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Here's what a print newspaper is good for — it lets you settle into a place where otherwise you're simply a visitor.
On our recent trip to New Orleans, our family stayed in a three-story French Quarter inn a half-block from Bourbon Street, and each morning two stacks of newspapers were set out in the little lobby — one of USA Today and the other of the local Times-Picayune. Sorry to say, the woman at the desk said most out-of-towners picked up USA Today. Most out-of-towners, I suppose, aren't so different from a family I knew whose idea of a Mexican vacation was hugging the border so they could drive back into the U.S. every evening to spend the night.
Of all the commitments to a strange place it's possible to make, the easiest has to be reading the local paper — especially when it's in English, and especially when it's a good paper like the Times-Picayune.
USA Today is everywhere. So is Popeye's. If when in New Orleans you prefer the local jambalaya, I suggest you read as you eat. It's not my news, you say: why would I want to read endless columns on the fortunes of the New Orleans Saints when they're not my team? The point is, the Saints are their team, and there's no easier access to the mind and soul of a far-off place than by allowing yourself to get caught up a little in the excitement over a big game — such as the Saints' game with the Atlanta Falcons, which we watched as we ate gumbo and po'boys in a neighborhood joint. Not a sports bar, really, but a place where the local families watched closely and whooped with joy when the Saints scored. We cared because the city cared, and that made it fun to care.
It reminded me of being in London a few years ago at the time of the Ashes — the biennial cricket competition between Britain and Australia. Not that the coverage made the slightest dent in my ignorance of the rules of cricket; but because I read the local press I understood what was preoccupying London at the moment. I could enter a pub, glance at the telly, and know what was up. The role of sports, after all, is to bundle the people of a community into a simple-minded but ardent emotional unity. It makes no sense at all to be there and know nothing of these passions.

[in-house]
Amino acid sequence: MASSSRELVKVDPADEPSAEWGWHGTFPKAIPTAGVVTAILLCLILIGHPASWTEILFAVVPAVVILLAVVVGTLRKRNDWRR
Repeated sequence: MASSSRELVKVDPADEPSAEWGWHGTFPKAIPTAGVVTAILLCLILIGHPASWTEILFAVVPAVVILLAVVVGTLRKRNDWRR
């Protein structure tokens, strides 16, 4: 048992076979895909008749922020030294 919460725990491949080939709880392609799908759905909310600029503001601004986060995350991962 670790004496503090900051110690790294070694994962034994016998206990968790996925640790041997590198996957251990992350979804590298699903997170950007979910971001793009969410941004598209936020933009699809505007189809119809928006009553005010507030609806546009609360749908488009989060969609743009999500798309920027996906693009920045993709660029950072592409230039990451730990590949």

But there's much more to a newspaper than its sports pages. There are all the trials and tragedies you read about that are this place's own, the cultural references, the splashes of local humor, the civic concerns. In ways large and small the news of the world will be skewed by the local perspective. I was catching breakfast early one morning and the waitress glanced at the front-page headline of my Times-Picayune — eight squatters dead in a fire in an empty warehouse — and she told me she knew one of them. Knew him by his nickname and as a free spirit — he rode one of those 19th century bicycles around the town, the kind with the huge front wheel and a back wheel the size of an Easter egg. When Haley Barbour, the governor of Mississippi, decided to commute the life sentences of the Scott sisters so long as one donated a kidney to the other, the cynicism of that stipulation made headlines back in Chicago; but because the Times-Picayune planted me in Louisiana, its account came from the next state over, just a few miles away. I read it as a weird regional story, all the more repellent for that.
Newspapers like to claim they're a city talking to itself. Why go anywhere and not make yourself privy to their conversation? Your laptop is for keeping track of what goes on back home; the local daily is for slow absorption over grits, bacon, and a cup of coffee.
But as I said above, most out-of-towners picked up USA Today. I doubt if many gave their choice any thought.